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Pryoelectric infrared is a passive infrared (PIR) technology that can sense a change in radiation emitted by living organisms and inanimate matter. It converts infrared light waves, which are below the light range that humans can see, to electricity via special crystalline material. When the frequency of the light waves changes, the electrical change can be utilized to power a relay on a circuit, sending a signal that can sound an alarm, among other uses.
The crystalline material used in pyroelectric infrared products can be made of various substances. Some of them include gallium nitride, caesium nitrate, cobalt phthalocyanine, and polyvinyl fluorides. All of these substances are capable of generating a low level electrical current when infrared radiation around them increases.
The most common use of this technology is in motion detection sensors. Many of these detectors and sensors are used in burglar alarms. They can be configured to sense the specific amount of infrared radiation that human beings generate — in the range of 9.4 microns — millionths of a meter. Typically, a pyroelectric infrared motion detector will pick up any infrared radiation in the eight to 14 micron range.
The usual configuration of a pyroelectric infrared detector often includes a Fresnel lens, which focuses the infrared light onto the crystalline material. When the amount of light is in the right range to indicate the possible presence of an intruder, the crystalline material becomes charged. This charge is usually very low and is then amplified by a field effect transistor (FET). The amplified power level can then be sent, via electrical circuitry, to a siren, lights, or an automated call, which can contact local law enforcement.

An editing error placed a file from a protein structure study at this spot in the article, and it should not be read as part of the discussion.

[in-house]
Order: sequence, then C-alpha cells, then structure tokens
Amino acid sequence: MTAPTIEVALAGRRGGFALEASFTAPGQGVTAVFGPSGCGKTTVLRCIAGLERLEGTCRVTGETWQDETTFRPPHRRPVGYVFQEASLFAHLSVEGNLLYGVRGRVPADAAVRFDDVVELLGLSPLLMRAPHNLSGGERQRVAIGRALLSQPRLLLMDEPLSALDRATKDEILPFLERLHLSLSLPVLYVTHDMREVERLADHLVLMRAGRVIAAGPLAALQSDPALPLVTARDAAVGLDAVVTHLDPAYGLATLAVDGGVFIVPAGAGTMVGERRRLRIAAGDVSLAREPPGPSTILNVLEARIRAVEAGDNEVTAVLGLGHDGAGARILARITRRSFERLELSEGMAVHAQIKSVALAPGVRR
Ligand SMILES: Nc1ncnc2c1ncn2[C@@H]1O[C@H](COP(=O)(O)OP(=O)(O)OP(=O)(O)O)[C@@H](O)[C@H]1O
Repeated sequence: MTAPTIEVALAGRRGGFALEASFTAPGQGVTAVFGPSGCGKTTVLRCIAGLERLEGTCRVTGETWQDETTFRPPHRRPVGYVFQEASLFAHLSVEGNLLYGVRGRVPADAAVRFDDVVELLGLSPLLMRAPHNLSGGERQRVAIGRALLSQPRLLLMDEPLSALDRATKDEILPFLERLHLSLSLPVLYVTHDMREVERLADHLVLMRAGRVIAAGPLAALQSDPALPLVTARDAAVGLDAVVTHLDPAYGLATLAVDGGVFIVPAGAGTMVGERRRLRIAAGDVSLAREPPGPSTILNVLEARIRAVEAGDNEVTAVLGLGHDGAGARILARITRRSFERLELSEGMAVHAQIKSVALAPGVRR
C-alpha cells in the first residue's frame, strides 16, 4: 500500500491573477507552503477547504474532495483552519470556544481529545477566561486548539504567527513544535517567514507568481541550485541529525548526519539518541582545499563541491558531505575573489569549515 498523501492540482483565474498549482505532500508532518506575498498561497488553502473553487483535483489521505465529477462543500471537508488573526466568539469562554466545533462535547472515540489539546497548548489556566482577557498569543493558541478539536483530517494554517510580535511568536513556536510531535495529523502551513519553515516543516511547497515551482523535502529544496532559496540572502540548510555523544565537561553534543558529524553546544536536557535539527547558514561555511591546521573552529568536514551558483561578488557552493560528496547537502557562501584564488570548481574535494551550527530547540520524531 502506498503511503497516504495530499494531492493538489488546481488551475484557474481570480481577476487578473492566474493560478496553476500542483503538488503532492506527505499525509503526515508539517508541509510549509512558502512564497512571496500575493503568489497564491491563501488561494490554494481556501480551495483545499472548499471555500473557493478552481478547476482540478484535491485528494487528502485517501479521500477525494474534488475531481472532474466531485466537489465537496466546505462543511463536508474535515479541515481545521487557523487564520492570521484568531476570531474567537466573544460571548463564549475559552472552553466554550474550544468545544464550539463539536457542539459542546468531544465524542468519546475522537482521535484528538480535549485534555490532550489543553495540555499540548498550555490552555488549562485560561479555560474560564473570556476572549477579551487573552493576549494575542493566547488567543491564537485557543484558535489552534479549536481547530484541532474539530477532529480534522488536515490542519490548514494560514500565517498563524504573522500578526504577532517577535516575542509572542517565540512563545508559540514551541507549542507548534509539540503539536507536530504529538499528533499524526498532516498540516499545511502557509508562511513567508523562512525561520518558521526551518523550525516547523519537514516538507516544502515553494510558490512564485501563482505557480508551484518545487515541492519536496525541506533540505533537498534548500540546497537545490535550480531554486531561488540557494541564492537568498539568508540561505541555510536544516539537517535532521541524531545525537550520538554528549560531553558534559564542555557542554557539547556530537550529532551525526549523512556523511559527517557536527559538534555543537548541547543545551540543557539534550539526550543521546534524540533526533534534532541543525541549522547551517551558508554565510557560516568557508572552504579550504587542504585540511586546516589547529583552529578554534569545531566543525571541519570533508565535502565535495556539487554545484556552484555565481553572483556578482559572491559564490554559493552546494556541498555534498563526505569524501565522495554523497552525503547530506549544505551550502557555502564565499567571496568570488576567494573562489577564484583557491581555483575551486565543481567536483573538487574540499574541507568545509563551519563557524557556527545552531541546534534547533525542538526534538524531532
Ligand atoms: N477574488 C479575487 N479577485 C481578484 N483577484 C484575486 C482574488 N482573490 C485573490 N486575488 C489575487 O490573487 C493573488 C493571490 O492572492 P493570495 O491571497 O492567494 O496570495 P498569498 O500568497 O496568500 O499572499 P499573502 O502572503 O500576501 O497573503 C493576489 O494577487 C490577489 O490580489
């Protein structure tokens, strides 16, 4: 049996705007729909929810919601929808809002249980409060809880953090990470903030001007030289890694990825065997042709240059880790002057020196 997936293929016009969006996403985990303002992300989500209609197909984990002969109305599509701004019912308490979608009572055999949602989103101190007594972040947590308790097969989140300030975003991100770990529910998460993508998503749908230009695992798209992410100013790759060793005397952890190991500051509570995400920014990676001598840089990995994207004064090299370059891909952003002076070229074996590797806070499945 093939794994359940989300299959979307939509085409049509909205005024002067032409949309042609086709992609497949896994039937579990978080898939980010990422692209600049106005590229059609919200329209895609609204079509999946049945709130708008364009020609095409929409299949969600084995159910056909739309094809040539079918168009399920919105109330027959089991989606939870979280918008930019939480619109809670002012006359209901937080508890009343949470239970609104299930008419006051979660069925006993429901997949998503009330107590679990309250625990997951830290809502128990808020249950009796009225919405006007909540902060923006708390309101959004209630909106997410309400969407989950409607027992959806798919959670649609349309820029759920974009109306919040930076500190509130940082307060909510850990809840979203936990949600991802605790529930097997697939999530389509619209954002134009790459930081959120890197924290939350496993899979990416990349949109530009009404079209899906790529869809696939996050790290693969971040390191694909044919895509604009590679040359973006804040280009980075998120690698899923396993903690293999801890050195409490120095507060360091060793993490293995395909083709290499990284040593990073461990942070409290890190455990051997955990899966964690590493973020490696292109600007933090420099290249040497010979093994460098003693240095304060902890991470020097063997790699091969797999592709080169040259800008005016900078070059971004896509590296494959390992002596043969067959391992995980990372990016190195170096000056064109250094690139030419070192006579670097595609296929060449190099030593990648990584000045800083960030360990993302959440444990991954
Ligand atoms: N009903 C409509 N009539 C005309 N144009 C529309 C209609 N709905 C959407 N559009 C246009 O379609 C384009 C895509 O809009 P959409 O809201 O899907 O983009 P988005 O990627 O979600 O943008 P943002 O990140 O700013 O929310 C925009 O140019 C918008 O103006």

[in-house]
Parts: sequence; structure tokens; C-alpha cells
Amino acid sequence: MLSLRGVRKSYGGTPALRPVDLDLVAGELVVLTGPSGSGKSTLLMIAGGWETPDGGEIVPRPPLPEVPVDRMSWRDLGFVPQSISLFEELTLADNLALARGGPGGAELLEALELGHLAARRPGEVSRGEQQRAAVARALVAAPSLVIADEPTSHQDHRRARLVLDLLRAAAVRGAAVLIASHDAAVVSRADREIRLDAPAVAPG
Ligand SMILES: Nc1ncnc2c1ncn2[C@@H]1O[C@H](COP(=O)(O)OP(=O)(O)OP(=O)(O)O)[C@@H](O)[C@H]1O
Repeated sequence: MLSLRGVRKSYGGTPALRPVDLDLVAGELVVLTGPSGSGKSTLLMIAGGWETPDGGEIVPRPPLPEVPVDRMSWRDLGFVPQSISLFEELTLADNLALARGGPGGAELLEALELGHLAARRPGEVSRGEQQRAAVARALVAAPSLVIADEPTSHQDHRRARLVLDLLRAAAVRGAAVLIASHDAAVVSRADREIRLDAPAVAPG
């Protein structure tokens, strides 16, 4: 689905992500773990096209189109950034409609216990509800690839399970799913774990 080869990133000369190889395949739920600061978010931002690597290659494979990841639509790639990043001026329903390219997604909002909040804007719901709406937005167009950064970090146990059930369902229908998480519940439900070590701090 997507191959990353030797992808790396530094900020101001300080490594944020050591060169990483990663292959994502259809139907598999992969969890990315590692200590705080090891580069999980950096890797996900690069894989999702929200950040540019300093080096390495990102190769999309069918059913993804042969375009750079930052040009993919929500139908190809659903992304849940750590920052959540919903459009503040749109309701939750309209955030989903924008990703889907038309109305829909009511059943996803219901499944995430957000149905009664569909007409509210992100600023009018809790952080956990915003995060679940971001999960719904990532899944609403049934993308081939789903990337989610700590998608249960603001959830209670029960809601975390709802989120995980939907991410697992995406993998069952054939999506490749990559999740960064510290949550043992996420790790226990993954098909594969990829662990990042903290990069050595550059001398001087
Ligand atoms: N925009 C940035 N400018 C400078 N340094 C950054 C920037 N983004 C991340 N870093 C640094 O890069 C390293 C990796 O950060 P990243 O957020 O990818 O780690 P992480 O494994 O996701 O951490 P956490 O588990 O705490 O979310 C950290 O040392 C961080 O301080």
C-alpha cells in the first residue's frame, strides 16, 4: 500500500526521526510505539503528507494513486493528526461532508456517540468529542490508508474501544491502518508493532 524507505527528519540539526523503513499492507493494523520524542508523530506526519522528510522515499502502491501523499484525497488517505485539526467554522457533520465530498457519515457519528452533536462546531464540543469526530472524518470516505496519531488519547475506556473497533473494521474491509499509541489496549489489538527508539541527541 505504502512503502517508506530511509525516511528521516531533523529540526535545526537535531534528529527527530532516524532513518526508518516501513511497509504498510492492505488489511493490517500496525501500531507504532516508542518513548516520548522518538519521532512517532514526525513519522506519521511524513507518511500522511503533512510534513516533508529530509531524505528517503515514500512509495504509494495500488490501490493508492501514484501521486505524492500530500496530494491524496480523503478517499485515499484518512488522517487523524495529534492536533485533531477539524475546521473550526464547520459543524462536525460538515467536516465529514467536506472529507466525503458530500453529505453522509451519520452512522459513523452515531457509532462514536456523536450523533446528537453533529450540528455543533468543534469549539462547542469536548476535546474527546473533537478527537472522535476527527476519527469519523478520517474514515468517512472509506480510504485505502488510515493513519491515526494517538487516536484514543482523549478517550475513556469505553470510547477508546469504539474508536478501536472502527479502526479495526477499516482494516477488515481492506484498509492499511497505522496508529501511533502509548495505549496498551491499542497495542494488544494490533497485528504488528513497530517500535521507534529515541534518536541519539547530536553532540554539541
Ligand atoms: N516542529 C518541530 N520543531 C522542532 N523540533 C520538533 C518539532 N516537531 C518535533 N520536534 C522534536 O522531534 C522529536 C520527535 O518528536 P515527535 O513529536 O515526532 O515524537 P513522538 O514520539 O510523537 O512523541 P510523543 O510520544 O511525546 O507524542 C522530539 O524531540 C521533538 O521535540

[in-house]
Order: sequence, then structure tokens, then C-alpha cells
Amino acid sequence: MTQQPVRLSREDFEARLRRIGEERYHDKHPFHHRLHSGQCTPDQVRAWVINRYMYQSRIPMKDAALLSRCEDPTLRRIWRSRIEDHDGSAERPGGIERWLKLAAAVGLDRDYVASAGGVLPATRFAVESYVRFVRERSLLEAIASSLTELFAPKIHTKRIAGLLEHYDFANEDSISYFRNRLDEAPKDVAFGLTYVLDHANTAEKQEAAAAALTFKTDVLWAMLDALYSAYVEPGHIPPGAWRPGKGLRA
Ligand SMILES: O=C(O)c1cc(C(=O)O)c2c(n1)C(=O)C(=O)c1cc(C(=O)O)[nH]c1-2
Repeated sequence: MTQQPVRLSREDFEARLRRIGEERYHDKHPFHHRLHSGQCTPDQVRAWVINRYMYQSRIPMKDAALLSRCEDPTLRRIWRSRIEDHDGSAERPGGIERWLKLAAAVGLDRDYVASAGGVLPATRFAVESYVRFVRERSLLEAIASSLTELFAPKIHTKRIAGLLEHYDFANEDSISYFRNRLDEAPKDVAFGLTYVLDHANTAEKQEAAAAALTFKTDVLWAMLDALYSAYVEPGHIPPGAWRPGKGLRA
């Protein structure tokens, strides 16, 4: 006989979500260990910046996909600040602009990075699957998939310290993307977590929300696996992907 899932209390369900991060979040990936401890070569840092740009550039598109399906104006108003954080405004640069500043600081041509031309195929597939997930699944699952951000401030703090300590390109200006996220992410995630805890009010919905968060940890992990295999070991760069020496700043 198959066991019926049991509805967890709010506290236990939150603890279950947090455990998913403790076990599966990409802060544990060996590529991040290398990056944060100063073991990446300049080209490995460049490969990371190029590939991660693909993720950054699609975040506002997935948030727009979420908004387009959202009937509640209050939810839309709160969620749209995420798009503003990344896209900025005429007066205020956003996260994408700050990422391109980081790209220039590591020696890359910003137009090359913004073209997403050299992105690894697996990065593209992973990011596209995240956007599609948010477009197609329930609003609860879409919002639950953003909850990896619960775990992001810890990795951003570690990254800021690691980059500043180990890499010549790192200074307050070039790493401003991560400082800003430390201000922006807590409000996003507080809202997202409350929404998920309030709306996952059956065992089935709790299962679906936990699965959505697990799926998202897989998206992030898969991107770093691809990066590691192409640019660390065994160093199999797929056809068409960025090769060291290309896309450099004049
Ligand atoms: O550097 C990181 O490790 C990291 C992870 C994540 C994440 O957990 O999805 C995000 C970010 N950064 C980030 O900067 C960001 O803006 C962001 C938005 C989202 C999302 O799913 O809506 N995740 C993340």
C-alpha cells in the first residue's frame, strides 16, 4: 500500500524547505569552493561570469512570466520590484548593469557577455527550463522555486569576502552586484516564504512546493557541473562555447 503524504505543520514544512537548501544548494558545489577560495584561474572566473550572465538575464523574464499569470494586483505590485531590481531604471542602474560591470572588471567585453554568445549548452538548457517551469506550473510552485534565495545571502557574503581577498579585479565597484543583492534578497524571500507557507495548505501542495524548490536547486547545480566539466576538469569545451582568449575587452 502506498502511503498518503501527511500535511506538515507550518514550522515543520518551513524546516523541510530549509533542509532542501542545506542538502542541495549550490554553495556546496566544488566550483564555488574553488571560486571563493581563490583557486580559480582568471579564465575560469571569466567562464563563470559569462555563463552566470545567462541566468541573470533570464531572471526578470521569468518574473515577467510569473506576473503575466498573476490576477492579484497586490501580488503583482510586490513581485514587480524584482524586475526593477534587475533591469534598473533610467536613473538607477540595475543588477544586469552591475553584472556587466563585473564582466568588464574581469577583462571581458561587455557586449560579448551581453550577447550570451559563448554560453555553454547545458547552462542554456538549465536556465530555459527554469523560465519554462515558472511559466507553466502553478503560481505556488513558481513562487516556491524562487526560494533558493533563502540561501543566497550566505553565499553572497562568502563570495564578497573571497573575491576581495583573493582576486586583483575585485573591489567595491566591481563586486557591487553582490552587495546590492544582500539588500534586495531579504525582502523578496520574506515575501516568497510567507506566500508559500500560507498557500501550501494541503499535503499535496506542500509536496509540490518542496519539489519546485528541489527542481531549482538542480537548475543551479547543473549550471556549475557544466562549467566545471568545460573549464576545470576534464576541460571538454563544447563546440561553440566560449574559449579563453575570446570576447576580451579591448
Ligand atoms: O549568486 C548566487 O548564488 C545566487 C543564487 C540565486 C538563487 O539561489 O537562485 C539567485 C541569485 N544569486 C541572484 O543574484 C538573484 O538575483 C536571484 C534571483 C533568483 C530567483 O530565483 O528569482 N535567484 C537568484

Other uses of pyroelectric infrared technology often occur in industrial settings. PIR sensors can be used to detect the presence of various gases and petroleum leaks. Hence, they often form part of the safety systems at oil refineries, in steel mills, and other industries that utilize or refine gases. In addition, PIR sensors can be used to detect flames, in breath analyzers that check for the presence of alcohol, in some kinds of medical equipment, and for water safety testing.
Improvements in nanotechnology have allowed for the development of pyroelectric infrared detectors with built-in cameras. These can be employed to capture images of intruders, which can then be relayed to law enforcement. The images can also act as evidence in cases where an alleged burglary or attempted break-in has occurred.
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